A toilet on the A26 is a funny place to flush out the future of British pop, but for now, the Forum – a converted convenience in Royal Tunbridge Wells – is about the right level for Ellie Goulding.
This won't last for much longer. It's been decided, whether you like it or not, that the 23-year-old from Hereford is going to be a star. She has won the BBC Sound of 2010 poll and the Critics' Choice Award at this year's Brits.
It's natural to bristle against such unanimity. In Ellie's case, the overriding sensation is one of mild bafflement. Tonight's cruel technical hitches don't mask the fact that Goulding, a protégée of Frankmusik, is a definite talent. What seems strange is that her feather-light folktronica has caused such acclaim. She sings in a distinctive, pseudo-foreign accent which suggests someone who's practised their chops listening to Björk and Joanna Newsom, but the lyrics are so-so, and the tunes don't knock you dead.
As we speak, Goulding is recording her debut album. It's not too late for her to cut herself loose a little, think laterally and do something astonishing. She's got it in her. Unlike last year's Critic's Choice recipient, Ellie Goulding isn't a shrieking harridan whose ubiquity will make Channel 4 ad breaks unbearable. However, unless she takes a few risks, she risks being a Dido for the new decade.
"I had all the 45s," Boy George tells me. "But then punk happened, so of course I pretended I didn't." He's not alone. For well over a decade, admitting to liking Abba in polite company was akin to opening your wallet and a membership card of the Westlife fanclub falling out. However, since about 1992, that situation has reversed.
Abba's popularity is arguably greater in 2010 than it was at their late Seventies peak, to the extent that it's considered economically viable for Live Nation to open a permanent indoor attraction/exhibition in London's Earls Court based on their works.
The VIP premiere of ABBAWORLD provides an opportunity to stalk Celebrity Big Brother evictees and fight past A-listers and Z-listers alike to get closer to the real stars. The 10-year-old me comes to the surface at the sight of half the band's personnel. Being in the presence of AB (or maybe it's BA), is a religiously moving experience for anyone who truly loves pop.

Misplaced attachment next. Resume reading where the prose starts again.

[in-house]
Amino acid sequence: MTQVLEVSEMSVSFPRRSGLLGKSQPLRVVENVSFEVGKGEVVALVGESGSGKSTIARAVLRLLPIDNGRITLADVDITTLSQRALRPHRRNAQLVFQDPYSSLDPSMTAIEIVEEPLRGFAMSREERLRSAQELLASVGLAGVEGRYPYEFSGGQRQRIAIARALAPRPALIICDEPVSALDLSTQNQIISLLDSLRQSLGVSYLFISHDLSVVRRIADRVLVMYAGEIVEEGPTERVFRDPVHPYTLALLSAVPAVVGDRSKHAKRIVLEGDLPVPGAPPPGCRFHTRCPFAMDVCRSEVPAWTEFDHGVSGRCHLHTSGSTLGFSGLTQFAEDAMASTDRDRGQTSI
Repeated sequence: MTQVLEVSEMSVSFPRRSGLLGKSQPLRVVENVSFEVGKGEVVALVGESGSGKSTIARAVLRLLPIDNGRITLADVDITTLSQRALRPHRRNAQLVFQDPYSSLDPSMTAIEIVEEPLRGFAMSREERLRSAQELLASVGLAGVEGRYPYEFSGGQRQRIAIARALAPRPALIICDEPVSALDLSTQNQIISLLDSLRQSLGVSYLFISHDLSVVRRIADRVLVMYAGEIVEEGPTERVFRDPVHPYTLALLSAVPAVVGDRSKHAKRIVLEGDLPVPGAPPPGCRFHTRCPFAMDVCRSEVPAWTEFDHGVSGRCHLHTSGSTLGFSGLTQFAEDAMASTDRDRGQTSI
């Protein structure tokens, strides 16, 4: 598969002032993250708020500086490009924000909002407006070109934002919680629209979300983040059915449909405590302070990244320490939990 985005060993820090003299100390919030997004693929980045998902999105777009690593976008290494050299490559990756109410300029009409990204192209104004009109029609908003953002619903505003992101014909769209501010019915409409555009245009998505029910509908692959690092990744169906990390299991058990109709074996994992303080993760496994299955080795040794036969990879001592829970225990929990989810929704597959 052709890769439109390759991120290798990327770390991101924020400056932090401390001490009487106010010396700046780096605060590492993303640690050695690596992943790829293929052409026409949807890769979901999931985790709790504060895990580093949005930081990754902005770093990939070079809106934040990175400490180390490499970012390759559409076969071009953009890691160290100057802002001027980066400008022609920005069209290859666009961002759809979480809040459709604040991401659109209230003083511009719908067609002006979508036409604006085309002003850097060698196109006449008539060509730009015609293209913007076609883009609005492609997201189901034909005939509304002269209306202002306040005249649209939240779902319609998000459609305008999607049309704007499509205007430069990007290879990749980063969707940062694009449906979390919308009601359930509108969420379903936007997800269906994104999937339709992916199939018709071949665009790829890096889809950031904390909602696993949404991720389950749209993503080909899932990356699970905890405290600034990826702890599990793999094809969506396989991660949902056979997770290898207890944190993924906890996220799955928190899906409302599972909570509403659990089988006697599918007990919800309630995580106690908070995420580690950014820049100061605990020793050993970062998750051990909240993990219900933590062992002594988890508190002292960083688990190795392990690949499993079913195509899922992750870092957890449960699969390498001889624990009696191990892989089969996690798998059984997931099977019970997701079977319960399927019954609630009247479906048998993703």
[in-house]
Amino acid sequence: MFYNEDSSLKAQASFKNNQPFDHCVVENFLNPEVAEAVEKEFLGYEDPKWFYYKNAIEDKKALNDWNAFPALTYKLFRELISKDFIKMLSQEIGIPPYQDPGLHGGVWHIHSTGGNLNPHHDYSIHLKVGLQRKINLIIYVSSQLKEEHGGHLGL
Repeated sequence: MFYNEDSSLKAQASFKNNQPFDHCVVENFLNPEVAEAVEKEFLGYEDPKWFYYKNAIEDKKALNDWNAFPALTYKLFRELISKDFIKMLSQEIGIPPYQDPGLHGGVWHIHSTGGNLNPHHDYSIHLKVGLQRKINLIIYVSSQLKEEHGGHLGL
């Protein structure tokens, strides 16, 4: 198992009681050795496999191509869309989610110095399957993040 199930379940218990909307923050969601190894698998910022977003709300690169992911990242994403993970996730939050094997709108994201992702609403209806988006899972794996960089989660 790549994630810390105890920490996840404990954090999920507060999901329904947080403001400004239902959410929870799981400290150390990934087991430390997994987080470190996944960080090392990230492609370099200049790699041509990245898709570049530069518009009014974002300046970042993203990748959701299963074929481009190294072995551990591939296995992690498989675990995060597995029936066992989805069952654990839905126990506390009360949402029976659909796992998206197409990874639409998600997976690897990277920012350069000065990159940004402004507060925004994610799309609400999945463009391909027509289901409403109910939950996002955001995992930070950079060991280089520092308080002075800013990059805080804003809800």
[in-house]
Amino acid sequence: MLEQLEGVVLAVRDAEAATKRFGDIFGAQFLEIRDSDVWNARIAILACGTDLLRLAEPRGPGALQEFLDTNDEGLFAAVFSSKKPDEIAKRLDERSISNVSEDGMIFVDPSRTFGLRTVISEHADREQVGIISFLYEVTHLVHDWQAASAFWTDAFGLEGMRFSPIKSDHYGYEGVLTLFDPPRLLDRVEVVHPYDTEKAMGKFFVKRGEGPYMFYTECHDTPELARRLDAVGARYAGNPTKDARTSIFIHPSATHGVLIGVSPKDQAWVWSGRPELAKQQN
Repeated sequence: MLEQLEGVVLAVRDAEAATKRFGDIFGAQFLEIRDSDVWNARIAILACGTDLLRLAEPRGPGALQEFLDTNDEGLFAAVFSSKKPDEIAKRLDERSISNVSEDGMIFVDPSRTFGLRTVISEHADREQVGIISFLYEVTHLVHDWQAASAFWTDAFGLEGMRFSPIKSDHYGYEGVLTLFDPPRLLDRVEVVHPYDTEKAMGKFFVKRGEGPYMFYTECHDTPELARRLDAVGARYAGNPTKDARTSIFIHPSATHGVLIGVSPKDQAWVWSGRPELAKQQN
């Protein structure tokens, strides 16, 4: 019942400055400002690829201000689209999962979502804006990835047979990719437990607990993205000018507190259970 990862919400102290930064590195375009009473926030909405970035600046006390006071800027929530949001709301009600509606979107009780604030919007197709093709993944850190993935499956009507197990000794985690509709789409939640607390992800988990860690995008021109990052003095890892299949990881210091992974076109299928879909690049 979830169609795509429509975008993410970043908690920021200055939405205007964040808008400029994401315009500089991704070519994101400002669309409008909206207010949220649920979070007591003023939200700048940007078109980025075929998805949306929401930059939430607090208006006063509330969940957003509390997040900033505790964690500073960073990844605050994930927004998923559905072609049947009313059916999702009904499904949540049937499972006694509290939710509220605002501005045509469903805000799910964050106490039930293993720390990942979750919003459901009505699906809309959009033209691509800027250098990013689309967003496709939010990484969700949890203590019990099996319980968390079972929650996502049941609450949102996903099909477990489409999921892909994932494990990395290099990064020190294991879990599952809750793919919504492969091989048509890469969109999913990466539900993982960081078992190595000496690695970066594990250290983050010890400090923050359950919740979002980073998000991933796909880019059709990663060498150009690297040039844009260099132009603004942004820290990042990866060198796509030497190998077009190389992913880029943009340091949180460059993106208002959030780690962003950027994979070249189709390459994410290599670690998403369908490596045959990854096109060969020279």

The legends themselves appear to receive an award for surpassing 375 million album sales, and officially open ABBAWORLD. Frida admits that she and Bjorn have already tried out the karaoke booth. "It was not how it was before," she smiles, "but it was OK." She might have been describing the entire exhibition.
The Abba resurgence has been driven by competing agendas. On the one hand, there's the kitsch mentality which views them merely as feel-good cheese, and turns a deaf ear to the "deep sadness in the soul of the Nordic people" of which Benny Andersson speaks. On the other, there's the view that Abba were genuinely great songwriters. As a result, ABBAWORLD has to perform a difficult balancing act between catering for the hen party and catering for the nerd.
The fun and games are the first thing you see. My wife and I slaughter "Money Money Money", and I get my arse kicked on the "Dancing Queen" dance machine. There's a sudden lurch in mood as we enter a room filled with memorabilia from the band's pre-Abba careers: Agnetha the 17-year-old starlet, a beehived Frida singing the Supremes in Swedish, Bjorn in the Hootenanny Singers and Benny in the Hep Stars ("Sweden's wildest pop band!").
Drier still is the re-creation of their Polar studio, their songwriting retreat in Viggso, and a backstage dressing room (with a chessboard and an accordion; they sure knew how to party).
Among acres of gold discs and ill-advised costumes, that fateful night in Brighton gets a room to itself. Benny Andersson's diary makes fascinating reading. "After the performance, my head is still a big buzz. I remember taking off my jacket ... but when Finland gave us five points, I squeezed back into it again."
The interactive elements are variable in quality. The gimmick where you superimpose your face on to an Abba sleeve is poor. The quiz machines are bracingly tough. The supposed highlight, however, in which one can physically "join" a holographic Abba on stage, is let down by the naffness of the cartoons.
Emblazoned everywhere in the gift shop through which one must exit, the strapline beneath the ABBAWORLD logo reads "The Music. The Memories. The Magic". As another 1970s legend sang, two out of three ain't bad.
Simon heads north to catch the first night of the NME Awards Tour and see what The Drums fuss is all about